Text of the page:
Profile: Detroit Tigers Third Baseman Brandon Inge




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His and Shani’s domestic tranquility has been upped by the one event that dislodged Shani from government: the births of their sons, Tyler, 6, and Chase, 3. 

“Her kids are her life,” says Inge, who doesn’t dispute that they’ve had the same effect on him. He even wears a permanent testament to his boys, one on each arm. The tributes are ink-black and written in script on each forearm, the product of a San Francisco tattoo artist who was recommended by well-decorated teammates Joel Zumaya and Ryan Perry.

Tyler and Chase’s names unfurl like ornate snakes, in plain view each time he steps to the plate and raises his bat. They were applied during an eight-hour procedure at the Parc 55 Hotel in San Francisco, where the team was staying during a weekend series against the Oakland Athletics in August 2009.

Above: Brandon Inge and his family (wife Shani, holding son Chase, and son Tyler, center, with dogs Buzz and Woody) share a light moment at their home in Saline.

Inge came to his room after the game, told his tattooist to go to work and, by 7 the next morning, was wearing the tributes to his sons that he had spent ample time and money ($2,000) pondering. His motivation was a boy named Tommy Shomaker, who, in 2009, was an 8-year-old waiting for a heart transplant at U-M C.S. Mott Children’s Hospital in Ann Arbor (Shomaker got his transplant and today is doing wonderfully). Inge decided one day in June 2009, rather than award the standard autograph, he would ask for the signature of a boy he considered a hero. Tommy obliged, his name scrawled in big letters on Inge’s arm. That night, Inge hit a go-ahead home run in a 5-4 victory over the Chicago Cubs.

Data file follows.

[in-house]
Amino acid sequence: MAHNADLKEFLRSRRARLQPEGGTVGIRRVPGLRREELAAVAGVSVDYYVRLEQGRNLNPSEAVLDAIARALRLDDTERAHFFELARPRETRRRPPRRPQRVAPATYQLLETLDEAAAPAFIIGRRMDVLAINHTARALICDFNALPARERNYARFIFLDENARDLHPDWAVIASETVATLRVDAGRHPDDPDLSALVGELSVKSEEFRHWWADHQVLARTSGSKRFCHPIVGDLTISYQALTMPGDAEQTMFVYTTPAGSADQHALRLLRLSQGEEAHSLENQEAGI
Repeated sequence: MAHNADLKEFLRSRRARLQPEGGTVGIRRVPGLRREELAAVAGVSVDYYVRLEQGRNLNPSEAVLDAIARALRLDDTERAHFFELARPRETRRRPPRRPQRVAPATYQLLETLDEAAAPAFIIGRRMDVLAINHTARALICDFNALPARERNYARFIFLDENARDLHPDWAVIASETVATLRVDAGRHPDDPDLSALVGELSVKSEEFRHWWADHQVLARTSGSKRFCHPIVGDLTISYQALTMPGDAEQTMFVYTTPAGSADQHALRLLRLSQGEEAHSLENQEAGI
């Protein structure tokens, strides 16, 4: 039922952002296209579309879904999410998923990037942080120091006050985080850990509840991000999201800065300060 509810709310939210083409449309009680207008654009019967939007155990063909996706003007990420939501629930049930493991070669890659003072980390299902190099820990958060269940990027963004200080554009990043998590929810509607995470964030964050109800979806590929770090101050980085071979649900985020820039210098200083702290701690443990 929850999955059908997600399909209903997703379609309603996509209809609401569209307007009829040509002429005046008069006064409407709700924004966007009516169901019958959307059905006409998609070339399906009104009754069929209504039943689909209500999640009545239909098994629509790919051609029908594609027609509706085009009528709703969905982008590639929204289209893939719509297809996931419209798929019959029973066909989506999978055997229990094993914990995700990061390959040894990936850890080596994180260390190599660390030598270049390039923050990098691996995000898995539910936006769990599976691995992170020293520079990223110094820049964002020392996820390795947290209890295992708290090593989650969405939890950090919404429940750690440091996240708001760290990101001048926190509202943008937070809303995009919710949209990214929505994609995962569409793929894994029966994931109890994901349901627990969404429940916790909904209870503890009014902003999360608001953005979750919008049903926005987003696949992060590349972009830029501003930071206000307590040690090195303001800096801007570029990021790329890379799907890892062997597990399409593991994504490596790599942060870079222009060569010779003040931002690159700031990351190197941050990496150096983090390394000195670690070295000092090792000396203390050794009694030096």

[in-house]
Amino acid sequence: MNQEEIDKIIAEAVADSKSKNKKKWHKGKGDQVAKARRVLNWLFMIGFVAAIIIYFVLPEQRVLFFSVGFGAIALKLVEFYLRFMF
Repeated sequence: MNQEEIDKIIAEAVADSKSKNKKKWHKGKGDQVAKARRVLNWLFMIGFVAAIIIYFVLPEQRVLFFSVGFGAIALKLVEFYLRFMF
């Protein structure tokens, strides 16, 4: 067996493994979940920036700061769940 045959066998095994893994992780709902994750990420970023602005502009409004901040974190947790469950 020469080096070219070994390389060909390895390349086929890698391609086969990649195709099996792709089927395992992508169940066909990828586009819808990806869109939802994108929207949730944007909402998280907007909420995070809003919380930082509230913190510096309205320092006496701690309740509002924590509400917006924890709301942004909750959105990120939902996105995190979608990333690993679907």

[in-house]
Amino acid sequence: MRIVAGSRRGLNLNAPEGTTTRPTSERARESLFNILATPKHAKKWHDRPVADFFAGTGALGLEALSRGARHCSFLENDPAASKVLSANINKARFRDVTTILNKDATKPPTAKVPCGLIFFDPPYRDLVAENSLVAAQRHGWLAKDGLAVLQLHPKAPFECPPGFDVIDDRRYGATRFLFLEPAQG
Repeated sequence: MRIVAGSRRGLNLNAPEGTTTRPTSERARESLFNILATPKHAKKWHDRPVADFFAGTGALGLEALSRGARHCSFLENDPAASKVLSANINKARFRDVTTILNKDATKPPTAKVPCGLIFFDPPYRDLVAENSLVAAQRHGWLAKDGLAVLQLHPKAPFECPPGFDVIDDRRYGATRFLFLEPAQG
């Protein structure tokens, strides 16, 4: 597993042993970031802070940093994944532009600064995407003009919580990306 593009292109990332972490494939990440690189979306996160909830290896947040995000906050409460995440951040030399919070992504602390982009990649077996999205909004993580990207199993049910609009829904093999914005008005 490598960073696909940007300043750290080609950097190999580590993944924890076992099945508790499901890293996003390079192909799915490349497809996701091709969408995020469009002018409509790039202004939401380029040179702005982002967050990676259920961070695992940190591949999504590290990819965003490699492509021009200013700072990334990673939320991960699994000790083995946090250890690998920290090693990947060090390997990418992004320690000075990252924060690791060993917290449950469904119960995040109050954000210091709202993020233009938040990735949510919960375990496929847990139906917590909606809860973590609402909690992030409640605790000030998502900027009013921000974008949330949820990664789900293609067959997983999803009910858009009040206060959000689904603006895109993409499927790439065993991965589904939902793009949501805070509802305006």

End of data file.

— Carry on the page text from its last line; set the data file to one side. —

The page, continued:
Inge and Shani have for several years been Mott Children's devotees, much as late manager Sparky Anderson was transformed by the experience of kids whose challenged or shortened lives are among society’s great heartaches. Other youngsters at Mott Children's picked up on Tommy’s lead. Inge soon was wearing regular reminders of young patients who loved that the Tigers’ third baseman came to home plate with their names penned on his skin.

It was also noted by one Tyler Inge that Dad seemed to be honoring the names of kids who, wonderful as they might be, weren’t living at the same residence. Inge decided one of life’s blessings did not exclude the other; he would place Tyler and Chase on the same epidermal display as other youngsters.

The Mott Children's experience has been one reason why the Inges have fallen in love with this town and team, baseball issues aside. Shani might have temporarily relinquished government for motherhood, but her career melds with her causes, a prime example of which is the Family Hope Fund she founded. It’s an ever-expanding effort (one example: 60 Ann Arbor-area gas stations one day each week donate a penny per gallon to the cause) to provide families with serious hospital stays a means for paying treatment costs that might otherwise leave them without cash for utility and household expenses.

{C} Because of efforts made with and without Shani, Inge last autumn was presented with Major League Baseball’s Marvin Miller Man of the Year Award. It’s noteworthy in that it honors a man whose deeds on and off the field inspire others.

{C} And it’s helpful to know about the electorate. The award is voted upon by players from both the American and National leagues.

{C} It’s all rather amusing. Inge, the subject of hard-core fan rancor, of endless debate within the Tigers camp, the man who absorbs ire with the same ease he accepts hot-shot ground balls, isn’t such an issue, really. He plays baseball. He’s a husband. A father. He visits kids he wishes had a smattering of the blessings he enjoys.

{C} Now, there’s a guy we should all be arguing about. Or, maybe somewhere out there in a baseball world rife with flaws, there’s a better reason to squabble.


Henning is a sportswriter and columnist at The Detroit News. E-mail: editorial@hourdetroit.com.

 


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